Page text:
Making Healthy Choices for Your Heart

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The picture above is my grandparents in 2005 with our oldest daughter. My grandfather had several heart attacks and two bypass surgeries when I was younger but went on to live many more healthy years before passing away from an unrelated infection. My grandmother passed away two years ago from cancer, and I miss her so bad it still makes me cry just to think of her!

According to the American Heart Association, heart disease is women’s greatest health threat and the number 1 killer of women. In fact, WomenHeart says that women are 1.5 times more likely to die than men in the first year following a heart attack.

If, like us, you have a family history of heart disease, it’s an early wake-up call and an opportunity for you to take charge of your health. Everyone should have regular screening, as advised by your doctors, to check for potential heart risk factors. Keep track of your numbers and talk to your doctor about what targets you should aim for and how to get there.

These screenings are even more important for women, because heart disease risk factors (such as high cholesterol, hypertension and diabetes) may be the only signs that many women experience before a potentially fatal heart attack.

In honor of Heart Health Month, Joy Behar and her daughter Eve are working with the makers of Bayer® Aspirin to challenge everyone to take the IamProHeart Pledge and commit to living a more heart healthy lifestyle. For each pledge made on the IamProHeart Facebook page, Bayer will donate $1 — up to a total of $100,000 — to WomenHeart to help fund educational programming and outreach for women living with and at risk for heart disease.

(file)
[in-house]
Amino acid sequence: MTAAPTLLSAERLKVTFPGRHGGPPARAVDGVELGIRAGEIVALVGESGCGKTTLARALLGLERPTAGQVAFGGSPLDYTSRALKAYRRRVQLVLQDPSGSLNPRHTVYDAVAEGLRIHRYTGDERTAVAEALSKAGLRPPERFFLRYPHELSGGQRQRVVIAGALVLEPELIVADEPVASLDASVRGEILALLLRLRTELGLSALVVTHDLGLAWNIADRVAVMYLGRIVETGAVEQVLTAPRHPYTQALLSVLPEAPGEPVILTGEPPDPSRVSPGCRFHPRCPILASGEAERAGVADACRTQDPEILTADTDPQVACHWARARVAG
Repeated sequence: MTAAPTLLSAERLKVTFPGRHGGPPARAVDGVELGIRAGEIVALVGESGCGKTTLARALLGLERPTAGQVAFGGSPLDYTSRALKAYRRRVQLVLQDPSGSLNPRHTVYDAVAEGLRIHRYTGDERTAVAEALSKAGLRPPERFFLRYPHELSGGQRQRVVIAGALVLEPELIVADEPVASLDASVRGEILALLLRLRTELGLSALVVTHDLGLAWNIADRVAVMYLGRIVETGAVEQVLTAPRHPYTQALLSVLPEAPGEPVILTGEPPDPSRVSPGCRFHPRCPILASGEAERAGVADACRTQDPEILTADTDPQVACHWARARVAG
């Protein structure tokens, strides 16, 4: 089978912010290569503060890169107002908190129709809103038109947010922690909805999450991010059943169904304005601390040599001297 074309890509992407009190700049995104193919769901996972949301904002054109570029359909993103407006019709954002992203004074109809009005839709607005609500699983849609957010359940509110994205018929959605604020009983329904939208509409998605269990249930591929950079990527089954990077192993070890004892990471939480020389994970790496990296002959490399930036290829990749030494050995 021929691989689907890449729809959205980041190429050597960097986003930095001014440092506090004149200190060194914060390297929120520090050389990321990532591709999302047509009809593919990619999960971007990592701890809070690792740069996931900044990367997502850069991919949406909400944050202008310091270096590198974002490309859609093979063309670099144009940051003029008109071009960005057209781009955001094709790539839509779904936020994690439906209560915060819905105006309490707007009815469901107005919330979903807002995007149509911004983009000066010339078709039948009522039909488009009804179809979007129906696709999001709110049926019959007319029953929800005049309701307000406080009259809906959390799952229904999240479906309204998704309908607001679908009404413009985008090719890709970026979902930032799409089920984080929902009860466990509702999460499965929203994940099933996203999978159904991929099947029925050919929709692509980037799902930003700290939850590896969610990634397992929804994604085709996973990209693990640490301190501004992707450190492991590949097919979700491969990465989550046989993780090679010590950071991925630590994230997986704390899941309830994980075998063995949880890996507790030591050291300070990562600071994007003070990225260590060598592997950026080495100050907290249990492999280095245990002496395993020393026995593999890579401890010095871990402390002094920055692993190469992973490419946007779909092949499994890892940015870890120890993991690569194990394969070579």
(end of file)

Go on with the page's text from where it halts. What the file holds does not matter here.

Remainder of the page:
You’ll also get tips for creating a heart-healthy lifestyle and get access to tools such as the family healthy tree and heart risk calculator.

i am pro heart

Because we already know we’re at risk for heart disease, we’re focusing on being active and eating healthier, as a family. But of course, the challenge with a heart healthy diet is that different sources have different opinions about what is good or bad for your heart.

Here are a few things most people agree on, though:

  • Reduce your sodium intake. Salt is not necessarily bad and can be added to food for flavor once it’s on your plate, but the sodium found in most prepackaged foods is bad, bad, bad!
  • Eat lots of fruits and veggies. In general, the consensus seems to be that any fruits and veggies are good for your heart health, but I’ve read especially good things about leafy greens, avocados and tomato sauce (good news for my Italian dish-loving husband!).
  • Choose whole grains over white flour, pasta & bread.
  • Eat more whole, real foods with less preservatives and chemicals.

In fact, these things don’t just affect your heart health, but your health in general!

salad with homemade dressing

We’re already working on eating more homemade from scratch foods, and we eat lots of fruits throughout the day, but one area we’re lacking is on eating veggies, especially at dinner time (except for the aforementioned tomato sauce!). So my newest goal is to serve more veggie sides and salads (even though that’s one more thing to get ready for dinner!). The good news is my kids actually really like salad, and they love preparing them, so I’m trying to take advantage of that so that we’re eating more leafy greens throughout the week!

Besides improving your heart health, it’s also important to learn the warning signs of a heart attack and to not be afraid to call 911 for help if you experience any of them:

  • Chest pain, either crushing pain or tightness, pressure and discomfort that comes and goes
  • Pressure or pain in the jaw, upper back, arms, neck or shoulders
  • Shortness of breath, difficulty breathing
  • Nausea, dizziness, pain in stomach or abdomen
  • Feelings of anxiety, weakness or overwhelming fatigue
  • Clammy sweating, heart flutters, paleness

Read more about what to do if you experience these symptoms at

This is a sponsored post, but all opinions are 100% mine. I received compensation from the makers of Bayer® Aspirin to participate in the ‘Be ProHeart: Getting the Skinny on Your Family’s Heart History’ Blogger program.  They did not tell me what to purchase or what to say for the blog post written. Bayer HealthCare’s policies align with FTC guidelines.

Do you have a family history of heart disease? How are you being proactive with your own heart health?